Physical activity is important for everyone, and particularly for children with diabetes. This also needs to be balanced with the appropriate amounts of sedentary behaviour and sleep in order to encourage healthy development. The Canadian 24-hour Movement Guidelines integrate all three aspects.
Canadian Physical Activity Guidelines for Children
The Guidelines recommend that children over five should get at least 60 minutes of moderate- to vigorous-intensity physical activity each day.
This should include:
Moderate-intensity activities like bike riding, skating, and playground activities.
- Vigorous-intensity activities on at least 3 days a week. This means activities that make children sweat and become out of breath. Examples can include running, swimming, and rollerblading, etc.
- Activities that strengthen muscle and bones at least 3 days a week. These can include swinging on bars in the gym or park, skipping, jumping, gymnastics, rope climbing or climbing trees, etc.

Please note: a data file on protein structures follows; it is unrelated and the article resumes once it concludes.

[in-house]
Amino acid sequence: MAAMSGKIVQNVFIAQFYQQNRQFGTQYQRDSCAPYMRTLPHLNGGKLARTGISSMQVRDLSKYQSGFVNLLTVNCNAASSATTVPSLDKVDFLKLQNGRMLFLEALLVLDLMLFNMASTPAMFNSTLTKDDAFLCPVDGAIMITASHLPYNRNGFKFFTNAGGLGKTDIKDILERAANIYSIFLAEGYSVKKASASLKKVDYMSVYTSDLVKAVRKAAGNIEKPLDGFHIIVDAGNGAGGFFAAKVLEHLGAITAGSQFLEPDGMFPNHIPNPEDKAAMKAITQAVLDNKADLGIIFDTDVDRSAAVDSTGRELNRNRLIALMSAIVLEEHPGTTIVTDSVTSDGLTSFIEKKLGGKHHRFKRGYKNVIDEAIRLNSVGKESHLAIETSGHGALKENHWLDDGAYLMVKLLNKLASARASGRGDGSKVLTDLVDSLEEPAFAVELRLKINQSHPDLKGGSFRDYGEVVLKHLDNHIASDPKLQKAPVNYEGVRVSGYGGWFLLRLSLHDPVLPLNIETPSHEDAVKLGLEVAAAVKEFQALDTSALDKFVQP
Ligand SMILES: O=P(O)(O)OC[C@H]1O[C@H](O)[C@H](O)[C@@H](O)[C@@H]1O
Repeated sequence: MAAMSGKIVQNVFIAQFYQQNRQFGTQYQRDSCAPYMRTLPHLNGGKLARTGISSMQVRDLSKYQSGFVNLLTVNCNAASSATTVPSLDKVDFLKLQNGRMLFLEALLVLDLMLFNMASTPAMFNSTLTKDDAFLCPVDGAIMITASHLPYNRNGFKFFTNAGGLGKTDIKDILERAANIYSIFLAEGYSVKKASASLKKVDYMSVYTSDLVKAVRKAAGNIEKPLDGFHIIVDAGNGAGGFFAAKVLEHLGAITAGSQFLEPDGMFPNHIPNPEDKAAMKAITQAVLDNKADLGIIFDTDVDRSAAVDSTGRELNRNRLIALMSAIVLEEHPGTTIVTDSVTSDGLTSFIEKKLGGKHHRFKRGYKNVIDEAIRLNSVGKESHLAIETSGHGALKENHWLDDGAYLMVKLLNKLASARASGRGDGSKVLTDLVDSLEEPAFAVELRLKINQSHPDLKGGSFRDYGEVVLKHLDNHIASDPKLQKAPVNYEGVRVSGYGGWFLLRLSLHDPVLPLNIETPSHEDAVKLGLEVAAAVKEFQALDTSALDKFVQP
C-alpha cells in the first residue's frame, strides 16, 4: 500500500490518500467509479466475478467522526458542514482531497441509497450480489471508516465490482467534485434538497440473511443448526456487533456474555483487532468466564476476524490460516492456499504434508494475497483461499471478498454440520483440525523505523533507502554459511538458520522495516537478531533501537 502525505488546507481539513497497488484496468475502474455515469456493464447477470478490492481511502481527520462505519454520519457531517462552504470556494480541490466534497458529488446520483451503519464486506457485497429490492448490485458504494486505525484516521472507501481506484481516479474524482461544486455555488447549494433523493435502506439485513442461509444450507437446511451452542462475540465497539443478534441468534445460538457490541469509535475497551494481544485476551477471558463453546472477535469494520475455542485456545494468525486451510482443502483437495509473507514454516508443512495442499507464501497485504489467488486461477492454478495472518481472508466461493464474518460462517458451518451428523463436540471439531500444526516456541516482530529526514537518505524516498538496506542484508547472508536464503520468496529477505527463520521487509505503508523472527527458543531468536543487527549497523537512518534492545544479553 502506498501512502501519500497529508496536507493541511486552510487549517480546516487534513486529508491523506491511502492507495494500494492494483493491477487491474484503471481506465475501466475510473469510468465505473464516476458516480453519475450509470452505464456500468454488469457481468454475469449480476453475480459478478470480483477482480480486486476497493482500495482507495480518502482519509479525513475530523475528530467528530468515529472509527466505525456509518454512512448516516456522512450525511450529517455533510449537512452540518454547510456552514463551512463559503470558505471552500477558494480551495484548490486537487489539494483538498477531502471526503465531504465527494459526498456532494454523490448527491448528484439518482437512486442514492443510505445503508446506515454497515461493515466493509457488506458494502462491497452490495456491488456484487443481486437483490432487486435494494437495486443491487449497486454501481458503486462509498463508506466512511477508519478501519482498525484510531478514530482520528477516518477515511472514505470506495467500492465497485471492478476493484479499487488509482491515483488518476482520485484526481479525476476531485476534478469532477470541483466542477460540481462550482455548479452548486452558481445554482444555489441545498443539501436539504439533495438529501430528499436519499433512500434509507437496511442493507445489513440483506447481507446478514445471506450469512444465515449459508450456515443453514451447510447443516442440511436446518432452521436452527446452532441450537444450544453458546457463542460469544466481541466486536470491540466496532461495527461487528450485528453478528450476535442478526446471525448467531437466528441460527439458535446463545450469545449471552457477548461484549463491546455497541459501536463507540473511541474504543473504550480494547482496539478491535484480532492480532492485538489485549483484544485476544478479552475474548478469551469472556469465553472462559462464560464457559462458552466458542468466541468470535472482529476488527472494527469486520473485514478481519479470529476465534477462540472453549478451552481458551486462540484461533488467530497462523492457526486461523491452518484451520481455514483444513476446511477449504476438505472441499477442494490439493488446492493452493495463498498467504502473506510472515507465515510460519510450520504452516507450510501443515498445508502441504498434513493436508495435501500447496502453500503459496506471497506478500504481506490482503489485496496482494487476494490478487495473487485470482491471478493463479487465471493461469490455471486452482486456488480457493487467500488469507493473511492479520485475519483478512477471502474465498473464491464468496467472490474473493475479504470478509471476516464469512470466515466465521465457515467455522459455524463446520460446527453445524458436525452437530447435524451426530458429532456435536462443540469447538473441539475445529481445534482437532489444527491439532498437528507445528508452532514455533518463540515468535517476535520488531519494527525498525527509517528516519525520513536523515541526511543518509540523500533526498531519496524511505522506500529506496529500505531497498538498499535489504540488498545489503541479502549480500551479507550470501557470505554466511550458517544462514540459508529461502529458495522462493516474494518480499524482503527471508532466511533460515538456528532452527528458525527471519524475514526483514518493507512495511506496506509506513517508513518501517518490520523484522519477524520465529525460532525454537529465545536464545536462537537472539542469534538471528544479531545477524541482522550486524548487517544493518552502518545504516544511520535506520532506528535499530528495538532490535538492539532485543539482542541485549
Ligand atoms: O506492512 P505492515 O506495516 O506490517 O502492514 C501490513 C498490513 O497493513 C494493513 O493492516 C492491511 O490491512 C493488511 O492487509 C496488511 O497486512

- You can help to encourage regular daily physical activity by taking your child to the playground after school, or by registering for out-of-school activities like soccer, hockey, baseball, swimming, or dancing etc. In winter, encourage your child to go sledding or skating. If possible, walk or cycle to school with your child.
If your child has type 1 diabetes, remember to talk to the healthcare team before you make major changes to physical activity routines. Physical activity usually lowers blood glucose levels, so insulin adjustments are sometimes required.
Canadian Sedentary Behaviour Guidelines
The Sedentary Behaviour Guidelines reflect findings that children’s well-being can be negatively affected by too much time spent being sedentary each day.
Sedentary behaviour is defined as time when children are doing very little physical movement. The examples provided include:
Sitting for long periods
- Using motorized transportation (such as a bus or car)
- Watching television
- Playing passive video games
- Playing on the computer
Spending less time being sedentary can help children maintain a healthy body weight and improve their fitness, among other benefits. For children with diabetes, the reduction in blood glucose levels is an additional important advantage.
You can help to reduce sedentary behaviour by walking with your child whenever possible instead of driving. Limit after-school TV and video game time to no more than 2 hours per day and get outside instead.
The current guidelines suggest that children aged 5-13 years have 9 to 11 hours of uninterrupted sleep per night and for those aged 14–17 years, 8 to 10 hours per night, with consistent bed and wake-up times.